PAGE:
Shocking statistics revealed
- New survey reveals almost half won’t by a gift
- A fifth won’t spend anything
- South East region biggest spenders in the UK…West Midlands the lowest
- Men spend 2.5x more than women
- One per cent will spend more than £500
- Flowers the no 1 gift choice
Cupid is set for a tough time this Valentine’s Day as more than a fifth of UK couples (22%) will spend NOTHING on their partner this year.
A further 22 per cent will only buy their loved one a card as Brits fall out of love with Valentine’s Day – and possibly each other – according to a new survey of 1,200 adults conducted by family law website Wiselaw.
However, love is definitely in the air for one per cent of respondents as they declared they will shell out more than £500!
Tut tut to the married couples
The poll into Valentine’s Day spending habits in 2020 also revealed that married couples will spend an average £44.45 this year – which is considerably less than unmarried couples who will splash out £55.17.
Even singletons looking for love, who make up 15 per cent of respondents, will spend an average £26.18 in the hope of wooing their next true love.
The average outlay per couple across the country – regardless of relationship status – is £36.09 with huge regional differences across the nation.
Move to the Home Counties
Those breaking the bank when it comes to Valentine’s Day are couples from the South East/Home Counties, who will spend an average £59.78 this year, while couples in the West Midlands can forget about getting too much as they will only part with £24.52. The only other regions spending more than regional average are the north-west, London and East Anglia.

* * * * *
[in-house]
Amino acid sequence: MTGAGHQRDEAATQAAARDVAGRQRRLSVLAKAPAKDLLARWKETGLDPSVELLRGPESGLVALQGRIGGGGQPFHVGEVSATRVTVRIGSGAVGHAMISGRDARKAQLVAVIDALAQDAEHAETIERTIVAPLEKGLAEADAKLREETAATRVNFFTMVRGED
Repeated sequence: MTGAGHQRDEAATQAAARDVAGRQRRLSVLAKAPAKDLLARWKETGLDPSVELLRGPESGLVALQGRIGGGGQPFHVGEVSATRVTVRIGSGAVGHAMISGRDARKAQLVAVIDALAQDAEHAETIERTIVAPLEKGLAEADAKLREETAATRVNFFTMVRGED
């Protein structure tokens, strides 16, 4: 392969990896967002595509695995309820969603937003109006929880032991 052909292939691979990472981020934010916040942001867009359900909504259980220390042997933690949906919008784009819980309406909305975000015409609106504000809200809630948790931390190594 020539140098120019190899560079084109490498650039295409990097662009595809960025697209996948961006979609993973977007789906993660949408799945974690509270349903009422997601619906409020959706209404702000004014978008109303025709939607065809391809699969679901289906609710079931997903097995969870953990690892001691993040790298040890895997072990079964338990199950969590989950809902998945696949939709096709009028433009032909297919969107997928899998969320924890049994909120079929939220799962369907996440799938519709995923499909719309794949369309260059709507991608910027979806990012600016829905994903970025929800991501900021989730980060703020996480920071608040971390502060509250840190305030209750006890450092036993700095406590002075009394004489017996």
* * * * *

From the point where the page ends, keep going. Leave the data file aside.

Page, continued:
This year, flowers will be the most popular gift (20%), while a romantic meal for two is also popular (16%). However, chocolate (11%) and jewellery (2%) are falling out of favour.
The biggest spending age group is the 35-44-year-olds, who are forking out £62.01. The lowest spenders, but showing love still blooms, are the over 65s at £11.23.
Well done fellas
There is also a huge gender difference in outlay as well, with men spending 2.5 times more than women. Men will spend an average of £58.23 compared to just £22.10.
William James of Wiselaw said: “The amount couples are spending can potentially reveal the state of their relationship. It is the thought that counts, however, the fact married couples are spending less than unmarried couple doesn’t have to mean a spouse cares less or is less romantic but a lower spend could still be a warning sign that the couple isn’t keeping the romance alive.
“We’re also in an age of gender equality, but it is interesting to see that men are spending much more than women. Money is one of the major sources of arguments in relationships so even when it comes to Valentine’s Day, couples could agree an amount to spend on each other to avoid any potential issues.”